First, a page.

Sir Wm. Dawson was a Presbyterian of an advanced type when his "Archaia" was published, in 1860, describing the evolutionary origin of the world as in agreement with the account in Genesis. But his non-acceptance of the evolutionary development of man left him among conservative theologians at the time of his death. He died at Montreal, on the 18th of November, 1899, in the eightieth year of his age, full of honors as of days, with the most distinguished record as a scientist of any Canadian, past or present. In no part of Canada has the career of Sir Wm. Dawson been more closely followed than in the Provinces by the sea. Here he was born; here he was inspired with the spirit of scientific research. His earliest educational and scientific efforts were made here; here were laid the foundations of his subsequent great achievements. And, while he left Pictou for wider fields of labor, he never forgot his native place. His life will continue to be an inspiration to many, as the stream of years flows on.

The following characteristic incident is well worth recording here: Over sixty years ago, a college student was appointed to survey a tract of "crown land" in eastern Nova Scotia, a barren region about fifty miles in length and thirty in width, which at that time had within its bounds just twenty-six persons. The whole district was strewn with granite boulders; had no roads, and was traversable only on foot or horse back. There was no likelihood that the young surveyors' measurements would ever be tested, or his lines run over again, for the soil was poor, the timber small and unmarketable. But that student handled his chain and compass as under the eye of omniscience.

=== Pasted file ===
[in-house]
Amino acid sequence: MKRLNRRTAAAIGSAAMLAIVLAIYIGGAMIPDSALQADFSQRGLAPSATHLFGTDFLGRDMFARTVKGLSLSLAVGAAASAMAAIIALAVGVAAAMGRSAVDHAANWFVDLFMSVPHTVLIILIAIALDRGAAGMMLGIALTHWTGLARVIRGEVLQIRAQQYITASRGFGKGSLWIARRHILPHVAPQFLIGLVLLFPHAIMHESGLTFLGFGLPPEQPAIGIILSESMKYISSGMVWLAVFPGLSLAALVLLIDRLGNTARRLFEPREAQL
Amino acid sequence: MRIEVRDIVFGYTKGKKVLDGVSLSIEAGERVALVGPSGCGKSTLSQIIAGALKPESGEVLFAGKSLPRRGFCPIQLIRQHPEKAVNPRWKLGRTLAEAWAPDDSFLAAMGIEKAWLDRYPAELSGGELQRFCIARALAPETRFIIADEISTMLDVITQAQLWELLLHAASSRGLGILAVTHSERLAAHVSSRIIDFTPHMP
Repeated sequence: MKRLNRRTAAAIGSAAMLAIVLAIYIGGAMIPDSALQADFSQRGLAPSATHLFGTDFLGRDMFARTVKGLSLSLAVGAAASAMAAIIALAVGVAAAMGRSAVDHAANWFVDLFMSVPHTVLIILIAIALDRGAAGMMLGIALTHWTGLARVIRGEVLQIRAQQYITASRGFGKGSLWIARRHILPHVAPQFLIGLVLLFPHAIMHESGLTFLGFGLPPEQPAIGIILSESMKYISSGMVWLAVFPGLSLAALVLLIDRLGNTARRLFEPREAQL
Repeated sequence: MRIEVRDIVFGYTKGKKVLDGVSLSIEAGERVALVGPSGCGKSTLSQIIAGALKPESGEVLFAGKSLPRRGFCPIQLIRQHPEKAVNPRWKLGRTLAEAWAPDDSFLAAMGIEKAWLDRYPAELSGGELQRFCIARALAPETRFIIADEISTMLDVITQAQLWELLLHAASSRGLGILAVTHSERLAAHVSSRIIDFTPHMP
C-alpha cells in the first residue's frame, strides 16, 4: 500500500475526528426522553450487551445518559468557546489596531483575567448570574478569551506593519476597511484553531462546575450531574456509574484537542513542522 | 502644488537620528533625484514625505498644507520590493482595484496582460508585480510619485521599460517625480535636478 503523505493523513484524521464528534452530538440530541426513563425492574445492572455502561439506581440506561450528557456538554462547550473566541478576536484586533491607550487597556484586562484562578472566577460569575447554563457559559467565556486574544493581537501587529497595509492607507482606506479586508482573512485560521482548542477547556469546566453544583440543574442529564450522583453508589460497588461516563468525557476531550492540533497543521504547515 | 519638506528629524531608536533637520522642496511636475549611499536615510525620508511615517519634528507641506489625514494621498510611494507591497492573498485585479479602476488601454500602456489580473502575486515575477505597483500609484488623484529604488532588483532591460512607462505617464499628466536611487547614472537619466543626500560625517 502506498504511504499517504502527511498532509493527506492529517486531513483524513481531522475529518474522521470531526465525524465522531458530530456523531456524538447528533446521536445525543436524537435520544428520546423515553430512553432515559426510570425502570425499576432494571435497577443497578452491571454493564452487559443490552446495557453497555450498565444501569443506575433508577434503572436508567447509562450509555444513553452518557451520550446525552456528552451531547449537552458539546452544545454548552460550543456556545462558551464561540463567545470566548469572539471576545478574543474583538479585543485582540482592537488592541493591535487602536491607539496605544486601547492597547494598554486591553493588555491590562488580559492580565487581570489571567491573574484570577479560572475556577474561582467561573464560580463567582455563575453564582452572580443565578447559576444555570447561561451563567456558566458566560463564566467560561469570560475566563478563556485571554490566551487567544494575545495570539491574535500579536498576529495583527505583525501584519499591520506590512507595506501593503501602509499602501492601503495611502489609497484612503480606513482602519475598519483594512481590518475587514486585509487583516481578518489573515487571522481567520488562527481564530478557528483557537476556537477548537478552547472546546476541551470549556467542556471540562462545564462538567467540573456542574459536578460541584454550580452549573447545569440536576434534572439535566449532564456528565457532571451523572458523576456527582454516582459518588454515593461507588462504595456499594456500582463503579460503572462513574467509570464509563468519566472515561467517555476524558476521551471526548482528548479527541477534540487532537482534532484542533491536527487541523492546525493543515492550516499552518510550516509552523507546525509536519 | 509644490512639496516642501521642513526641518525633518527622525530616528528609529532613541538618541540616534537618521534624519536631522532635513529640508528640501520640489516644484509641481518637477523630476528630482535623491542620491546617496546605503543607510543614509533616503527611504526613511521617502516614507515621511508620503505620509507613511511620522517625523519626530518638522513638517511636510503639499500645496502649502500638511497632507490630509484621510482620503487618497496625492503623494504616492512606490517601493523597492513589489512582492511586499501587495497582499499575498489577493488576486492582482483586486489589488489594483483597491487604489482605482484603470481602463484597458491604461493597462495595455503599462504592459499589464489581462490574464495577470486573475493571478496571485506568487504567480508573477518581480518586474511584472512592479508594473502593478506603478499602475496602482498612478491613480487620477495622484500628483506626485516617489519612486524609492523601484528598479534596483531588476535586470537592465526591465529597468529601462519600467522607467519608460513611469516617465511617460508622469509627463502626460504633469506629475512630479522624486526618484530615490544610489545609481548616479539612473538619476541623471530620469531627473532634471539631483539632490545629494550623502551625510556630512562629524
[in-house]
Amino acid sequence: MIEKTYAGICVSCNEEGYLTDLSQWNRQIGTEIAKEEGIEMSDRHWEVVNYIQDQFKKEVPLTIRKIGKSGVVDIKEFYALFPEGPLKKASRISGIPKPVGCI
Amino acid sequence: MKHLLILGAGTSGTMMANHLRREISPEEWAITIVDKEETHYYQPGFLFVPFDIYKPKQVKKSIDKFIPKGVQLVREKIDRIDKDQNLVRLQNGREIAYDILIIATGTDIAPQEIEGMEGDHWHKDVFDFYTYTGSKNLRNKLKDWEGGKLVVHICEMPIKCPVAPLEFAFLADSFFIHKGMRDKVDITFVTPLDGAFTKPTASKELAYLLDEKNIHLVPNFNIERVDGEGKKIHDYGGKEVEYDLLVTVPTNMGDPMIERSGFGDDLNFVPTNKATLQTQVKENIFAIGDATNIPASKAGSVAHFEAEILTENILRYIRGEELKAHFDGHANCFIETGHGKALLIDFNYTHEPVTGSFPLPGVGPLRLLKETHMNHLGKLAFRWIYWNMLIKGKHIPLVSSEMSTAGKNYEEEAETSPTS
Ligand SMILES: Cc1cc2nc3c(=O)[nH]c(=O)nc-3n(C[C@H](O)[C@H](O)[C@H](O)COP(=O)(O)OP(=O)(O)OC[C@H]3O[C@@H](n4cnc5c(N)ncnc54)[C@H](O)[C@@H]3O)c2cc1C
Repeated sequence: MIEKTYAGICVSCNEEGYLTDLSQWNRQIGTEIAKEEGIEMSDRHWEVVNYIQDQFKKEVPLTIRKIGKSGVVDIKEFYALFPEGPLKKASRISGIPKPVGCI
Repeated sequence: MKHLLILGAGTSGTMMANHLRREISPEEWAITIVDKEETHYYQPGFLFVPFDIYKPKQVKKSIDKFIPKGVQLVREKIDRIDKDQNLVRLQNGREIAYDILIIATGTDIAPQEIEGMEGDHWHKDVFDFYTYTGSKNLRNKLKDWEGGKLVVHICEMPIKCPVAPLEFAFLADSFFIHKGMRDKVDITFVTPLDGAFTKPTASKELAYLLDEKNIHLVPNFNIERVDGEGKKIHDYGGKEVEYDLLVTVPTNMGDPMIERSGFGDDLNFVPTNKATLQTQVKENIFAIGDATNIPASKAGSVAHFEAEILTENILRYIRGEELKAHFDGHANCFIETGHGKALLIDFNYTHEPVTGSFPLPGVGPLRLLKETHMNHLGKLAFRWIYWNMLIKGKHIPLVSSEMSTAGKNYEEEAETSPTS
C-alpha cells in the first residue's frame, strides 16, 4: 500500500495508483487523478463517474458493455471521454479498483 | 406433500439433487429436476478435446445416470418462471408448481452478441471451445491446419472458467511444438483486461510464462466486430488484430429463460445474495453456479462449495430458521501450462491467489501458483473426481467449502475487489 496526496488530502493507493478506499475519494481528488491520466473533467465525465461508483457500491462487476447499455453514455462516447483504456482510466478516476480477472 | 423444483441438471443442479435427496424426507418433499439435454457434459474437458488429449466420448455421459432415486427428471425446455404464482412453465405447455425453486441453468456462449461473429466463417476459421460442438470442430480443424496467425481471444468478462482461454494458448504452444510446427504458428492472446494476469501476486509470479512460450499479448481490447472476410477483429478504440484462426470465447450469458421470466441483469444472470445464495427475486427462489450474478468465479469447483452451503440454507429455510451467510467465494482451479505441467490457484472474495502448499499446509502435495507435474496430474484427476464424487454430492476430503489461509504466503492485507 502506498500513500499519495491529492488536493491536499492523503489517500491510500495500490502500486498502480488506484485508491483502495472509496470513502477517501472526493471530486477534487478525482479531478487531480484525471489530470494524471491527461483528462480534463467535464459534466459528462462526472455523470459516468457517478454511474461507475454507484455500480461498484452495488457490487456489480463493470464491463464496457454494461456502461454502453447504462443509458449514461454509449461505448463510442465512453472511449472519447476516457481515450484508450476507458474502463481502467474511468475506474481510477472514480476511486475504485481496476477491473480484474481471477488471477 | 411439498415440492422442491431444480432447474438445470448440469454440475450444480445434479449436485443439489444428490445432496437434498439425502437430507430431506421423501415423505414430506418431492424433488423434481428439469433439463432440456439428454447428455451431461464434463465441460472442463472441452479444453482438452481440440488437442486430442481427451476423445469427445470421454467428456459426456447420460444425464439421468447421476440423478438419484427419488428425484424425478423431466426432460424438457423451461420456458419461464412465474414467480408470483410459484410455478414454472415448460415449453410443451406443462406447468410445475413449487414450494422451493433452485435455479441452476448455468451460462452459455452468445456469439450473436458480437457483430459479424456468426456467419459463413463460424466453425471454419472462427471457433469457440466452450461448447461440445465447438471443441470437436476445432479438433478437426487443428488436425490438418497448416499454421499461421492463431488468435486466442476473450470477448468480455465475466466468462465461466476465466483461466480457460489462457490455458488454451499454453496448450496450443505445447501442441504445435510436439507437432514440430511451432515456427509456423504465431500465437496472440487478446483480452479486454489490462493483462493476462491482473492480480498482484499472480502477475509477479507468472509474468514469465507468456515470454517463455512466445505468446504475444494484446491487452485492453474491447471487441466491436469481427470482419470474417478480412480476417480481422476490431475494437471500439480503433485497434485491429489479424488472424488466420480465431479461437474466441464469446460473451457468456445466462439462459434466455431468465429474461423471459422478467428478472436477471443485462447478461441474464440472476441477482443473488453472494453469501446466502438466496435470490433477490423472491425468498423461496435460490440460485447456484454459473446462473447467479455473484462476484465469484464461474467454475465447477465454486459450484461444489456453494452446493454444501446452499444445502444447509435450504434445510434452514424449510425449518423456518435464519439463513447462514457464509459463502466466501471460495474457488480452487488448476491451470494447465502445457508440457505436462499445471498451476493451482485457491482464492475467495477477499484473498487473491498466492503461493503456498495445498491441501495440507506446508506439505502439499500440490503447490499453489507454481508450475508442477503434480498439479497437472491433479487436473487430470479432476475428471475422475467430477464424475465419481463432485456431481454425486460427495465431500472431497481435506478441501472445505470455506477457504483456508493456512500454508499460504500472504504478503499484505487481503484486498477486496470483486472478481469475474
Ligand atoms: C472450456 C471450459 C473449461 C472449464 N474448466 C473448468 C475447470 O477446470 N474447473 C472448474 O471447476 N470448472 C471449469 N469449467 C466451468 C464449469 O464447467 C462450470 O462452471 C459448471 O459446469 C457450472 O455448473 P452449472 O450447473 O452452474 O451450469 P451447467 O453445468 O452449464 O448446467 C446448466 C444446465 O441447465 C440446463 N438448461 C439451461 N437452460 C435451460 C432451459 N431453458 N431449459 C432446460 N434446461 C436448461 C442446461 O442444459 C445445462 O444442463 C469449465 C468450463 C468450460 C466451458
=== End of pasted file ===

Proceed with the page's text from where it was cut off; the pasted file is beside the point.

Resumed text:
Some forty years afterward, gold was discovered there; the "leads" were vertical, and fortunes depended upon the accuracy of the student's work. Experts were sent by the Government to re-survey the whole territory. They could not find a single flaw in his work. Peter Grant, a Halifax merchant, a stockholder in one of the mining companies said, that after all their tracing and. computing the Government's most accurate surveyor gave at last the full mead of praise to the college student; and, in every instance pronounced his lines exact. That young student was none other than he who was afterwards the distinguished Sir William Dawson.

Pictonians at Home and Abroad, 1914